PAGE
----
Posts Tagged ‘parenting’

Don’t Judge Me!

Written by Rachel Morrow on . Posted in 3Moms Blog


Don’t judge me. Or the woman breastfeeding at the mall. Or the mom giving her newborn baby a bottle at the park. Or the dad whose three-year-old is still in diapers. Or the toddler that is using a binky. And yes, especially don’t judge the parent whose child is being louder than you would like (whether that be by crying, throwing a tantrum, or shrieking with excitement). Why? Because you don’t know their story, and you don’t know mine.

Here’s the thing:

I am always doing the best I can, and I know that you are too. I don’t ever start my day thinking, “Today, I’m just going to give parenting half of what I have. I’ll let my kids misbehave and cause a ruckus while I just sit back and relax.” Nope. Never happened and never going to. I start each day with a desire to keep my kids happy and healthy, and I always give it my all. I’m sure you do too.

Let me tell you a story:

The other day my family went out to eat. It was a casual dining restaurant that was full of people from every age group. My husband took my one-and-a-half-year-old son outside to go for a little walk so that I could finish my meal. When they came back in, my son saw me from across the restaurant and screamed with excitement (what can I say, he’s a momma’s boy). Of course, I smiled and reached my arms out for him.

And then I noticed that the entire population of the restaurant was staring at me. No, they weren’t smiling with fondness of how sweet it is that this little boy was so thrilled to see his mommy. They were glaring at me with looks full of judgment.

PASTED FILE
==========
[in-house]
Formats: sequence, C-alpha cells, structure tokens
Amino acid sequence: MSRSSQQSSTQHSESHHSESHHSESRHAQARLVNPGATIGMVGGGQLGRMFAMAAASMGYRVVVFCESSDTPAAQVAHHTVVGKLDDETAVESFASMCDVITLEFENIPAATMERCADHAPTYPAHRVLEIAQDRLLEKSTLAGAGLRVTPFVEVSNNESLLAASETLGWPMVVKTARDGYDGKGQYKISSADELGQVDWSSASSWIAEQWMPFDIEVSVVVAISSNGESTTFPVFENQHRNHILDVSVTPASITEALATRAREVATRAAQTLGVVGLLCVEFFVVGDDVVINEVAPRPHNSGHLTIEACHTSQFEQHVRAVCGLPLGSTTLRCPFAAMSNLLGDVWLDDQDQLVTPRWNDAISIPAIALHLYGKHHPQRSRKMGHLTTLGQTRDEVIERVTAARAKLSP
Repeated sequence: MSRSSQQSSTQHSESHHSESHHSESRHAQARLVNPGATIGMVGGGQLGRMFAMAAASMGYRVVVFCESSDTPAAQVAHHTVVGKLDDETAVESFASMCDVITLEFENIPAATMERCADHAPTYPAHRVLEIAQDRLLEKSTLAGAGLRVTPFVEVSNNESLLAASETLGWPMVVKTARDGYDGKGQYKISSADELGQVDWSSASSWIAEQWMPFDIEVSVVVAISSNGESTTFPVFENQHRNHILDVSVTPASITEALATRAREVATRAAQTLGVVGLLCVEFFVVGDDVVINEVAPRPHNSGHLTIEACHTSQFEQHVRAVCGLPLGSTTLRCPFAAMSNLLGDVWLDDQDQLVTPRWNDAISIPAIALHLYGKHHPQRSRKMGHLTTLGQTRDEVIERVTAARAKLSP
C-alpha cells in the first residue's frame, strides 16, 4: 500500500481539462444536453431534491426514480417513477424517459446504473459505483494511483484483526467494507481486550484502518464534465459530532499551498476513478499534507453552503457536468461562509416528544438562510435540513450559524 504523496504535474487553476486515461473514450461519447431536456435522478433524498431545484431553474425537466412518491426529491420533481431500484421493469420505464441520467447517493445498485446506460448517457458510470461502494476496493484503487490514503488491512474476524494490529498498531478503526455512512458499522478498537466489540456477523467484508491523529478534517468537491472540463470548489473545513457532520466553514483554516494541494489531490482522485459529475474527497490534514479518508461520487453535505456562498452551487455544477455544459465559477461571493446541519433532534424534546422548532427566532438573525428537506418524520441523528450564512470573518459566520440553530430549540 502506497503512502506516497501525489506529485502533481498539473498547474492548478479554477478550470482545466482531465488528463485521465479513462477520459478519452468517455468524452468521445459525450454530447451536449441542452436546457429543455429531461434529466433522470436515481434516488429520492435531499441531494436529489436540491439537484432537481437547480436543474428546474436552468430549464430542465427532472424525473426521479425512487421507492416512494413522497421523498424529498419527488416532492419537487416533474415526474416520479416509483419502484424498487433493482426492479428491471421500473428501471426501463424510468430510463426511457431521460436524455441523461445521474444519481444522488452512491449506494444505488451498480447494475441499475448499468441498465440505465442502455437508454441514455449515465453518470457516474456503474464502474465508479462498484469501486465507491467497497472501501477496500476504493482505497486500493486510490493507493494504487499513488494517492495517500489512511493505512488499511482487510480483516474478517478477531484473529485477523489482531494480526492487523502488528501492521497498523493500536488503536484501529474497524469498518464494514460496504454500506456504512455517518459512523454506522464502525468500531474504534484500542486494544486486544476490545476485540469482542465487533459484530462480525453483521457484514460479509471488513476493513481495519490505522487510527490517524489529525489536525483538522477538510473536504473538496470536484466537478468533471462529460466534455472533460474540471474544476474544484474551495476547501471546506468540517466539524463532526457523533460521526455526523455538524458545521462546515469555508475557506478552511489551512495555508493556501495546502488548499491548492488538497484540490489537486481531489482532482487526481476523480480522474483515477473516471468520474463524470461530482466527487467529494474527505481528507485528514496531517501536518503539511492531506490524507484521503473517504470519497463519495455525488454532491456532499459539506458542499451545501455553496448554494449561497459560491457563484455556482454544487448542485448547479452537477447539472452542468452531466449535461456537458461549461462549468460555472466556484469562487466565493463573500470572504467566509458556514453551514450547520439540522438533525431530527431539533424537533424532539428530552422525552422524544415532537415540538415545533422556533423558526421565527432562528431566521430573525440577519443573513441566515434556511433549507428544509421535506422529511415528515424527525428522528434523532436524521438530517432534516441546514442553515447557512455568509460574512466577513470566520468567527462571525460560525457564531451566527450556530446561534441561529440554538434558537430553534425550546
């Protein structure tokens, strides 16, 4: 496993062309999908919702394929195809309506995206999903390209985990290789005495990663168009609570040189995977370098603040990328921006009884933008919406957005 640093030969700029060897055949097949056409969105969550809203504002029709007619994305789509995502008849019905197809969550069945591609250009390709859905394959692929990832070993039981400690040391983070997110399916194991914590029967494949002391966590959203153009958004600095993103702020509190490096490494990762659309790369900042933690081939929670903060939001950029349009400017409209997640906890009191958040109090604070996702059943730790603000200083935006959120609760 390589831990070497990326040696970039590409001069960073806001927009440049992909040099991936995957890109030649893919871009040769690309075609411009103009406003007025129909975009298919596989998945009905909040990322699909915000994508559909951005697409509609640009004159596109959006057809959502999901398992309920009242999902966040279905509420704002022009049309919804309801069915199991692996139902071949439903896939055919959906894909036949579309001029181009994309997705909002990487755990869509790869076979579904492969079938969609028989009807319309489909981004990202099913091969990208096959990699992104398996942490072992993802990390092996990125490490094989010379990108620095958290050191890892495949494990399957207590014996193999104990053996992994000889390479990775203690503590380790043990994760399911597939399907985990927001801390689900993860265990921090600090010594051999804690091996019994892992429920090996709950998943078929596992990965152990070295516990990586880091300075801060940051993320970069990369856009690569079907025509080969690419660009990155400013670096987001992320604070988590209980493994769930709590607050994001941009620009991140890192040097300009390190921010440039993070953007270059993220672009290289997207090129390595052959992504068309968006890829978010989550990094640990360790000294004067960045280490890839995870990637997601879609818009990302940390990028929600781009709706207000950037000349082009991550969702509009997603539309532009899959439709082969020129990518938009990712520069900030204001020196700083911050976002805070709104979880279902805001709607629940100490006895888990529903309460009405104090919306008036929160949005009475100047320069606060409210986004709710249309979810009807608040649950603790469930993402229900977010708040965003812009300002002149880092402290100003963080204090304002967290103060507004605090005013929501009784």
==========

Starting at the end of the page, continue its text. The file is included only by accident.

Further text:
Their eyes said:

“How are you letting your child scream?”

 “You are a horrible mother.”

“Why aren’t you stopping his shriek?”

You know why? Because I don’t want my child – my happy, excited, unscathed-by-the-world child – to lose his delightfulness. I don’t want him to think that it’s not okay to show his emotions. And I am not about to teach him that he should make himself less happy to appease others.

When you see other parents out and about, and they aren’t doing things exactly as you would, know that they are doing the best they can. They have a reason for doing what they do. You don’t have to agree, but you should at least smile (or even ignore them!). Because the last thing any parent needs is degrading looks from strangers that make them feel about one inch tall.


Written by Jennifer Quinn on . Posted in 3Moms Blog

An open letter to Moms of growing children

Dear Moms of Growing Children,

I write this letter to you as I complete day three of watching my 2 ½-year-old granddaughter and 11-month-old grandson (and I write it to moms because I don’t know what it feels like to be a dad, although, I am quite certain it is very similar – so Dads, welcome).

I finish the day with a familiar fatigue from years gone by.  Exhausted from head to toe, and still an entire house to clean so we can make sure and start the day off right tomorrow. 

I raised five children, starting with twins.  My youngest is now 17 years old, and while there is still plenty of parenting to be done, very little of it is physical.  It’s funny how, just as the memory of the pain of childbirth fades with time, so does the complete physical involvement of raising children.